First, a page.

Between Home Space and Prison Space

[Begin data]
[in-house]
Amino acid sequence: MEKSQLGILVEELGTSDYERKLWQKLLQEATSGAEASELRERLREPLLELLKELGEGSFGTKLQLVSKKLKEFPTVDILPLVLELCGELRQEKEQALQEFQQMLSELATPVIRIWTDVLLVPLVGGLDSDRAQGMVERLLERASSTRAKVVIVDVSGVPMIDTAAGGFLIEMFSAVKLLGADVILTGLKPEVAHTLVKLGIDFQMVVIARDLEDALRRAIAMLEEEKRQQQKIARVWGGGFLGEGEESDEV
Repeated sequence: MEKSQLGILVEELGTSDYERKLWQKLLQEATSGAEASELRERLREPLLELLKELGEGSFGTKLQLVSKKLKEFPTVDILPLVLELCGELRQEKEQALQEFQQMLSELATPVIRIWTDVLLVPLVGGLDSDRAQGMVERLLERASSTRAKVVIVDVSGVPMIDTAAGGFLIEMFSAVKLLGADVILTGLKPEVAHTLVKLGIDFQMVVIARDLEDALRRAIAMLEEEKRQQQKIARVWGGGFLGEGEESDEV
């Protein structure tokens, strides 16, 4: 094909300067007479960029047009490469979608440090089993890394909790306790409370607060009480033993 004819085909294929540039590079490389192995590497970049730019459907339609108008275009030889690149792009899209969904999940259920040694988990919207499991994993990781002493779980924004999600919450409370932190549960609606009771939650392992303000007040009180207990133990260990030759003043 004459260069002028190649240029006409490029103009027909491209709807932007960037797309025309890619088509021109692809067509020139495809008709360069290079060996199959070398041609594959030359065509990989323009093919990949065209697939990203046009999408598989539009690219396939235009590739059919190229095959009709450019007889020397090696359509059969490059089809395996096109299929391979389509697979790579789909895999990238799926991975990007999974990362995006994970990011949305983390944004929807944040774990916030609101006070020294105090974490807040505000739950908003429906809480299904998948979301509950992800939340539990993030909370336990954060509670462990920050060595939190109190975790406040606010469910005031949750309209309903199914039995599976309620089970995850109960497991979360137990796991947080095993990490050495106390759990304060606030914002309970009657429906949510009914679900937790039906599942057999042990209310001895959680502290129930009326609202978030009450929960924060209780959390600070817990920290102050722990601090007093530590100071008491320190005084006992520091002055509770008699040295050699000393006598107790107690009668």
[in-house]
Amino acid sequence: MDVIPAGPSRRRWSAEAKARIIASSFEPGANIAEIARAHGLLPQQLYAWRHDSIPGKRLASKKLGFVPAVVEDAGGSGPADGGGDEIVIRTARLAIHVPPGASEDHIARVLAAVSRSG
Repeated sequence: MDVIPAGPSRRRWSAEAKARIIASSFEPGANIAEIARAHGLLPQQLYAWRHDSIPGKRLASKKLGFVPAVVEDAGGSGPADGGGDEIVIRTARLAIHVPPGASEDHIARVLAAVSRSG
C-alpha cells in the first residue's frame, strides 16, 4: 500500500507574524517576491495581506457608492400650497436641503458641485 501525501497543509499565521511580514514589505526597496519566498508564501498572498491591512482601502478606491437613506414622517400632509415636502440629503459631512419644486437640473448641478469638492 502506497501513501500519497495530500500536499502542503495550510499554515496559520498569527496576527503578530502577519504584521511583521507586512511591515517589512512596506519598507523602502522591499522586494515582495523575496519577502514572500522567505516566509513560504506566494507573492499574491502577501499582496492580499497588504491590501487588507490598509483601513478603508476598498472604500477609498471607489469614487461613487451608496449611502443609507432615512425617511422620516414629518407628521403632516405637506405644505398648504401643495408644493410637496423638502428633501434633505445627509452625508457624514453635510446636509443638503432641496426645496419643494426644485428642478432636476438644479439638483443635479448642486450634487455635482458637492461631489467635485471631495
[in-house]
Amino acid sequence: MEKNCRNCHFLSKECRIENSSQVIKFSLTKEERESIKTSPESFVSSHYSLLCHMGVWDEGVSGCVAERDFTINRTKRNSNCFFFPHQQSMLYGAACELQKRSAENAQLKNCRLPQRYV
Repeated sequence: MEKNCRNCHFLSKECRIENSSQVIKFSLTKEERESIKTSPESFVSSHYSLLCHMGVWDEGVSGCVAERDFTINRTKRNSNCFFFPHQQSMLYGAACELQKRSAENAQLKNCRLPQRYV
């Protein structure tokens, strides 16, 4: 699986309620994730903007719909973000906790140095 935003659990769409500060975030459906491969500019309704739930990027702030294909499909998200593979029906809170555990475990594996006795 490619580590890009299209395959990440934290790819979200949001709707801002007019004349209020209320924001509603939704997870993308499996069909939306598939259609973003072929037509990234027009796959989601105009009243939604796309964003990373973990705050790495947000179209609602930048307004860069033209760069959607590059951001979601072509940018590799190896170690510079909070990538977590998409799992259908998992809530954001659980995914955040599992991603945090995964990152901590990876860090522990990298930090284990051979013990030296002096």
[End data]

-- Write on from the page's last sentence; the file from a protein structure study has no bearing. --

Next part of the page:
This chapter examines how carceral power informed high-rise housing projects on Chicago's South Side. Drawing on the writings of Black prisoners, it considers how urban planning, architecture, and securitization became the outward expressions of carceral power. The chapter uses Robert Taylor Homes as a case study. In particular, it documents how Robert Taylor Homes was turned into a carceral interstice, the spatial and architectural marriage between home and prison. It uses the theorizing of imprisoned intellectuals like John Woodland to identify the workings of carceral power in the Robert Taylor Homes. It shows that the Housing Act of 1949, which set the stage for the construction of the Taylor Homes, political and epistemological shifts in planning and architecture, the emergence of an economy of punishment, and the ideological use of crime fighting on the part of the state, not only facilitated the exercise of carceral power but, more important, located the project in the space between freedom and incarceration, between prison and home.
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